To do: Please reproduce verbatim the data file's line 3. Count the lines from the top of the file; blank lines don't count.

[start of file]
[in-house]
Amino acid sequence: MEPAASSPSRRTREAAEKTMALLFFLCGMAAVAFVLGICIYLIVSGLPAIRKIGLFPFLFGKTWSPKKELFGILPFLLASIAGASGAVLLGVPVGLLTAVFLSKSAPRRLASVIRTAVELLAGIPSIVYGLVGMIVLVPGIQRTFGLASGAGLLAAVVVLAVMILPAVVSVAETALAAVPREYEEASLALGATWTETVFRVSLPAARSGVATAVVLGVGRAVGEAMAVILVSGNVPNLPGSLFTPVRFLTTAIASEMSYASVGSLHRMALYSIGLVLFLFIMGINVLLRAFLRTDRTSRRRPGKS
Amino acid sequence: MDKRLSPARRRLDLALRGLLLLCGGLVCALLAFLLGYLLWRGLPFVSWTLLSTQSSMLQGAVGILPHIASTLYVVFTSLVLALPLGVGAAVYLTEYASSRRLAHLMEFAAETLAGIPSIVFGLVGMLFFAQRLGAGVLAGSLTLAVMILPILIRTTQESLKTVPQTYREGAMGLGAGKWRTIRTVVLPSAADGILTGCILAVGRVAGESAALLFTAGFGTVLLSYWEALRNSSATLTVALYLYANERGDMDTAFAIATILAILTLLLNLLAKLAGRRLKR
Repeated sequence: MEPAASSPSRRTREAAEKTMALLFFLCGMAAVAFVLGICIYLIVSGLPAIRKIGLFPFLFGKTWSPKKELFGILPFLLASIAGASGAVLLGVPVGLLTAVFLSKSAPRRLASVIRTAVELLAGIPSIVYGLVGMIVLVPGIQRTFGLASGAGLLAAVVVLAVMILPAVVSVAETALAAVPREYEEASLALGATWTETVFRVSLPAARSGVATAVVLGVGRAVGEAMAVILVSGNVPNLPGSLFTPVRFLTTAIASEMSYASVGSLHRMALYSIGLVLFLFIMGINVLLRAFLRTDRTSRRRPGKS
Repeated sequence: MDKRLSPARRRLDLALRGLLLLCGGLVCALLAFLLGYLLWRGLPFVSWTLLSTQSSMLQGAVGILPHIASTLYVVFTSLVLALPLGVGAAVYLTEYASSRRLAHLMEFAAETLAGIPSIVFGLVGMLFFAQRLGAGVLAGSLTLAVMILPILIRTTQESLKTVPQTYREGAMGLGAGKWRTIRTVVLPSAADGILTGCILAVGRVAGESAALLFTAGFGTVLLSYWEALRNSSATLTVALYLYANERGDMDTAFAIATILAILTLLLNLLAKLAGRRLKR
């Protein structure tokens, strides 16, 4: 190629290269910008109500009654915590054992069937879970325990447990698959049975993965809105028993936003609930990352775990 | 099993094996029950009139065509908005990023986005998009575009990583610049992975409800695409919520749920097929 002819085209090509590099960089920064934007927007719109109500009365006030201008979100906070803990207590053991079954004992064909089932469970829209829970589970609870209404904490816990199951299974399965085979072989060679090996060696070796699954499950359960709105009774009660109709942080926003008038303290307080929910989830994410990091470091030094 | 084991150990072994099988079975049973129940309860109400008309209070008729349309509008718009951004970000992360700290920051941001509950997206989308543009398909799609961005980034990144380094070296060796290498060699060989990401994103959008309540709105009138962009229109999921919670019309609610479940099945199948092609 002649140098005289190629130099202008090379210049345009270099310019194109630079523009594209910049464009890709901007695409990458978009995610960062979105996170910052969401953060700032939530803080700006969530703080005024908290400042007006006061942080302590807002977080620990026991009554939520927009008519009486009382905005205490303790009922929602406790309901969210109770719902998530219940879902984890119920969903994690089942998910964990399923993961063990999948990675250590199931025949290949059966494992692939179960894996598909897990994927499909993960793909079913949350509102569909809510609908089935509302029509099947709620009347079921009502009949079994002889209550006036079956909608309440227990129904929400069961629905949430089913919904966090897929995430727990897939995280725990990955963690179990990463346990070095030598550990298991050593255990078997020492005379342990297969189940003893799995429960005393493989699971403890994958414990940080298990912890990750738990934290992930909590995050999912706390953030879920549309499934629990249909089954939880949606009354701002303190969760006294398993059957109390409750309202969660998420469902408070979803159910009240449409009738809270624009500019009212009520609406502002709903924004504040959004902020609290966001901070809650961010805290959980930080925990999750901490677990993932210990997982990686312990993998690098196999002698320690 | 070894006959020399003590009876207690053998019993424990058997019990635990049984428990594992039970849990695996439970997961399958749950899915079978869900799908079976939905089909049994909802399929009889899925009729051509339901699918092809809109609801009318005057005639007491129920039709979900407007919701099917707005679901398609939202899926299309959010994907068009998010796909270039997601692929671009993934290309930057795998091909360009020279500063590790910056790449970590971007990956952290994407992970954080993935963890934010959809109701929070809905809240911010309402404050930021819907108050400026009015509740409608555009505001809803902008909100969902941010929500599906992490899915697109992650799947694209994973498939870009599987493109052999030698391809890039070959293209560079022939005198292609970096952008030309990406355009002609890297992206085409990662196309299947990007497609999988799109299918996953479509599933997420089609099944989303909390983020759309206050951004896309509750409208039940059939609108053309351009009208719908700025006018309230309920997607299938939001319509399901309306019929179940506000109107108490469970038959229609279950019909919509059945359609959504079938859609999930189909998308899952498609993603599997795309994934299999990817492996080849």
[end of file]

Amino acid sequence: MDKRLSPARRRLDLALRGLLLLCGGLVCALLAFLLGYLLWRGLPFVSWTLLSTQSSMLQGAVGILPHIASTLYVVFTSLVLALPLGVGAAVYLTEYASSRRLAHLMEFAAETLAGIPSIVFGLVGMLFFAQRLGAGVLAGSLTLAVMILPILIRTTQESLKTVPQTYREGAMGLGAGKWRTIRTVVLPSAADGILTGCILAVGRVAGESAALLFTAGFGTVLLSYWEALRNSSATLTVALYLYANERGDMDTAFAIATILAILTLLLNLLAKLAGRRLKR